Is Migraine a Symptom of COVID-19
There are some similarities between signs of Migraine and COVID-19 Symptoms.
In some cases, a person with a SARS-CoV-2 infection may experience headaches similar to migraine headaches. Managing migraine should not interfere with other treatment or prevention measures for COVID-19.
Is Migraine a Symptom of COVID-19?
Common distinguishable symptoms for COVID-19 can appear 2–14 days after exposure to the SARS-CoV-2 virus and include fever, a dry cough, and shortness of breath.
Many others also experience fatigue, along with symptoms similar to those of other respiratory conditions, such as:
- sore throat
- sputum production
- runny nose
- stuffy nose
- aches and chills
The World Health Organization (WHO) released a report on COVID-19 cases in which they noted the symptoms that people experience. According to the report, close to 14% of people with COVID-19 experience headaches.
Headache is a broad term that may include migraine headaches. Therefore, it is possible that migraine could be a symptom of COVID-19.
However, other symptoms are more common, and a person with COVID-19 will likely experience several different symptoms.
A person should always look for other signs of infection and contact a doctor if they experience other symptoms.
Anyone experiencing the following emergency warning signs should seek immediate medical assistance:
- continuous pain or pressure in the chest
- difficulty breathing
- being difficult to rouse
- concerning changes in skin tone, such as the lips or face having a bluish hue
People experiencing new headaches, including migraine headaches, should take steps toward treatment, such as trying over-the-counter pain relievers. Drinking plenty of water and getting enough sleep may help reduce symptoms.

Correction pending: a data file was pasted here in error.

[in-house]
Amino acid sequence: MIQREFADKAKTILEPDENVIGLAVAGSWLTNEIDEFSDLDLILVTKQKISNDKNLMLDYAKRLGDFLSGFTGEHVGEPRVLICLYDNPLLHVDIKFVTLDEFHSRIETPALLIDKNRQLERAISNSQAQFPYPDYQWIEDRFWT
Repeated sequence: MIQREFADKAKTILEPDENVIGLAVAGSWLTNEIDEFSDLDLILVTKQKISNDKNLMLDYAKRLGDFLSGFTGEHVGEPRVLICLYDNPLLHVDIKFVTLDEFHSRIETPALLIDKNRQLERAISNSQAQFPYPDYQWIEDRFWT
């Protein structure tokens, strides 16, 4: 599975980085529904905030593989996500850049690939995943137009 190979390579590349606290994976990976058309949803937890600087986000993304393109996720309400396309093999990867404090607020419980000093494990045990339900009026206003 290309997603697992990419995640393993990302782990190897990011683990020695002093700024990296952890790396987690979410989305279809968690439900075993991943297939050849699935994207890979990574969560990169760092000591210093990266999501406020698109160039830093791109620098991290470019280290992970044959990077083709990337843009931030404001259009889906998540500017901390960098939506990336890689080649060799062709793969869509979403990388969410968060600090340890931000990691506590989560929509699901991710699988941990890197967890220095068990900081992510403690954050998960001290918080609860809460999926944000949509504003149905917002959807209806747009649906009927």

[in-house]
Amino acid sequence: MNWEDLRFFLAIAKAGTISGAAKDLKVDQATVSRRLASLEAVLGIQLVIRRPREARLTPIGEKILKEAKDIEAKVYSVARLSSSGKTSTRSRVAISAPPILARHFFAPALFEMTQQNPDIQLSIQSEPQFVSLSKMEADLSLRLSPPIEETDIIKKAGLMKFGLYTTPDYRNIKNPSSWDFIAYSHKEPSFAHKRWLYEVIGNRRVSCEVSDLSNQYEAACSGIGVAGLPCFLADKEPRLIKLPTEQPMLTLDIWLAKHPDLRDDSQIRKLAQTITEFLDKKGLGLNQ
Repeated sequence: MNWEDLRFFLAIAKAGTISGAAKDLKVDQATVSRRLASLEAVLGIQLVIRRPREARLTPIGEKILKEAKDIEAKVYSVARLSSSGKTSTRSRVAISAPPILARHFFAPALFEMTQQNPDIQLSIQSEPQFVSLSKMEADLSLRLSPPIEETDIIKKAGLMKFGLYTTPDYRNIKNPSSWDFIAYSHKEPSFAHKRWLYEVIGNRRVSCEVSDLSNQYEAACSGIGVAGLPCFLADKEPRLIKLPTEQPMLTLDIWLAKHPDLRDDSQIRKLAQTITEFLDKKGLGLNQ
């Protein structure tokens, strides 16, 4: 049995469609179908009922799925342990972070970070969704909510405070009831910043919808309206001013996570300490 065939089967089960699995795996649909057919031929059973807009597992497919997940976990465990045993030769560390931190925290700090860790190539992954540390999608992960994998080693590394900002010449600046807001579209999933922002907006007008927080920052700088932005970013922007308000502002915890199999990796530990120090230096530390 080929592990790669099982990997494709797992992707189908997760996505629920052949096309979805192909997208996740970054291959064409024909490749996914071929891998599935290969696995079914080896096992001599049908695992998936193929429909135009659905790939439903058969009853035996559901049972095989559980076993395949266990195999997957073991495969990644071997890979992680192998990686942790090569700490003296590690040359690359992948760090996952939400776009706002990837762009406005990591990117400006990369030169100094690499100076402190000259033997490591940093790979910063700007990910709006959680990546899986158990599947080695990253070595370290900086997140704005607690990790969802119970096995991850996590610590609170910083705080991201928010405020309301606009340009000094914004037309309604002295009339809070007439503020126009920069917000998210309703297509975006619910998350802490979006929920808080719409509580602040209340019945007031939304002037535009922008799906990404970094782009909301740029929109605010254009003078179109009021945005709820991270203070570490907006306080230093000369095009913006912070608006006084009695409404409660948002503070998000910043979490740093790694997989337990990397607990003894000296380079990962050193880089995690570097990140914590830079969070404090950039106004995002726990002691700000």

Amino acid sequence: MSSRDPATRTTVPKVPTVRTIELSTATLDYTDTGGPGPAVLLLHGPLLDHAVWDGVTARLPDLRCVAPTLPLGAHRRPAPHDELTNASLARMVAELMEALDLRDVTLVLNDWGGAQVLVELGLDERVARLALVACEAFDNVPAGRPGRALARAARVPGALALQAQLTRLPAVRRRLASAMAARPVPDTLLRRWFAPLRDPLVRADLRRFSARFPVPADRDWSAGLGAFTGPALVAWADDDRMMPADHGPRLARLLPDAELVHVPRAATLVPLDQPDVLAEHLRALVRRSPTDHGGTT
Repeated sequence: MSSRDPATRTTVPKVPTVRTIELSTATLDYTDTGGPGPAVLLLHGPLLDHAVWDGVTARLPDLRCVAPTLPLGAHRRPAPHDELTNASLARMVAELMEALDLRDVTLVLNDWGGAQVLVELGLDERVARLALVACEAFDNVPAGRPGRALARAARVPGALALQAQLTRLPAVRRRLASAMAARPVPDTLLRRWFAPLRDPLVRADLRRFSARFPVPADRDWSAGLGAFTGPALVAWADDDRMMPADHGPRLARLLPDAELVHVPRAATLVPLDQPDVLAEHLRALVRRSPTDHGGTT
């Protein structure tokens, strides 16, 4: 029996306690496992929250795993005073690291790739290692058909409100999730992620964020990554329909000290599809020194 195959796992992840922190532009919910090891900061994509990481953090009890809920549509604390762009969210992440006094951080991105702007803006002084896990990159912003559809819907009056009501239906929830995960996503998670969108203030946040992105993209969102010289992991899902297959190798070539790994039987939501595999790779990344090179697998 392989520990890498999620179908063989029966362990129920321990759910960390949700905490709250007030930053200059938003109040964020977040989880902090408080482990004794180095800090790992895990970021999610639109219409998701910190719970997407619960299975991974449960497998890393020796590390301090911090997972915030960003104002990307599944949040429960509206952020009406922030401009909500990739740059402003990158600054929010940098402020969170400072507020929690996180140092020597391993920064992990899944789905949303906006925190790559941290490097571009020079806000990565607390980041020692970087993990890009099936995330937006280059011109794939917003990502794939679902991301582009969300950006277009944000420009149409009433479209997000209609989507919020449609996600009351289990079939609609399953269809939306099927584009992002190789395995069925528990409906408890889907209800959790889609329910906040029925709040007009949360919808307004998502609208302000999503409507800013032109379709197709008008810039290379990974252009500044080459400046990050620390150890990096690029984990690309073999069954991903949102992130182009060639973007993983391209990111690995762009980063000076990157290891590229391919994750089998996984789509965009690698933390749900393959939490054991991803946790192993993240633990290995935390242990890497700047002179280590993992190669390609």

Prevention is also important. People who regularly have migraine headaches or episodes should take care to avoid any known triggers, which vary among individuals but may include specific foods.
Stress can also trigger migraine for many people. COVID-19 itself can be a source of stress, as can worrying about the infection or constantly hearing about it.
The recommend taking measures to reduce stress and anxiety during these times, such as:
- taking breaks from news stories and social media feeds about COVID-19
- doing breathing exercises or meditation practices
- avoiding alcohol and drugs
- exercising regularly
- getting plenty of sleep
- contacting friends or family members to discuss feelings
Taking care of physical and mental health and finding ways to reduce stress may make stress-related migraine less likely.
When to see a doctor?
Most people with COVID-19 infections have mild-to-moderate symptoms and are able to recover at home. Anyone experiencing symptoms of COVID-19 or other respiratory infections should stay at home and focus on managing the symptoms.
However, they should stay in touch with their doctor to discuss their symptoms and possible treatments.
Anyone experiencing severe migraine symptoms should also call their doctor to discuss treatment options.
People with a history of migraine should try to keep enough medication on hand to treat their symptoms for at least 90 days. Doing this ensures that the person has access to their treatments should they need to self-isolate or stay in quarantine for an extended period.
Anyone who experiences severe symptoms, such as shortness of breath and pressure in the chest, should seek immediate medical care.